“There were parts of the course I felt I skied really well in my qualifier today and other parts that definitely need some work,” Beatty wrote in an email. “I was happy with how my striding and double pole felt and my body was moving a lot better today than on Friday in the 5k Skate. The snow was tricky today and I didn’t carry my speed very well through the transitions and up the double pitched herringbone/run section on the back of the course.”
Beatty, a 23-year-old member of Canada’s World Cup Team, flew to Sweden with most of her team on Nov. 11 to get some time on European snow and compete in some early FIS races before the start of the World Cup.
“I was really happy to be able to ski a heat and get that feeling of pushing head to head with others,” she continued. “It’s always good to see where you are losing time or keep up in the heats to figure out what needs to be worked on before the next weekend. I am hoping I can take what I learned today and make some improvements for the World Cup opener next weekend.”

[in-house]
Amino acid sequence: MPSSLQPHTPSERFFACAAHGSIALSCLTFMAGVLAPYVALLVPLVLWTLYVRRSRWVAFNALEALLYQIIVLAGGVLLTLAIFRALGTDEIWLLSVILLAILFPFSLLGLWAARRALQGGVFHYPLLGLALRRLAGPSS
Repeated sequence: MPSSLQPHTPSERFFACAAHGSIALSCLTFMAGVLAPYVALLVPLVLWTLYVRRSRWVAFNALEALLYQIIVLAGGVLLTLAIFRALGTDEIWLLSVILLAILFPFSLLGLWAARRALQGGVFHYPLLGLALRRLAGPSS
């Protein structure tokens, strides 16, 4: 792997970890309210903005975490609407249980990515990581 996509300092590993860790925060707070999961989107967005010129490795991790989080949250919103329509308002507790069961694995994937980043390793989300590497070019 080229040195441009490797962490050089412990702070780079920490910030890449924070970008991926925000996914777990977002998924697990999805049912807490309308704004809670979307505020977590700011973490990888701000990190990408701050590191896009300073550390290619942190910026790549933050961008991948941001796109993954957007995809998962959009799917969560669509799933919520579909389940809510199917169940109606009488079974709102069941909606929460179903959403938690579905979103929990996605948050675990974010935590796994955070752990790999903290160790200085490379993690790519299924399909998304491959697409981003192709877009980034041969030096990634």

Kikkan Randall of the U.S. Ski Team raced Friday’s 5 k skate and Saturday’s 10 k classic, but opted out of Sunday’s classic sprint. Sixty-seven women contested Sunday’s sprint qualifier.
Svensson Tops Men’s Sprint
Meanwhile, Svensson, a member of Sweden’s national A-team, topped a field of 114 in the men’s classic sprint. He started out by winning the qualifier by 0.76 seconds over Russia’s Anton Gafarov in 3:24.06.
In the first quarterfinal, Svensson placed second to Russia’s Andrey Parfenov, finishing 0.14 seconds behind him, and both advanced to the semifinals. There, Svensson won the first semifinal by just 0.01 seconds over fellow Swede Teodor Peterson. They advanced to the final, along with four Russians: Gafarov, Alexander Panzhinskiy, Nikita Kriukov, and Maxim Vylegzhanin.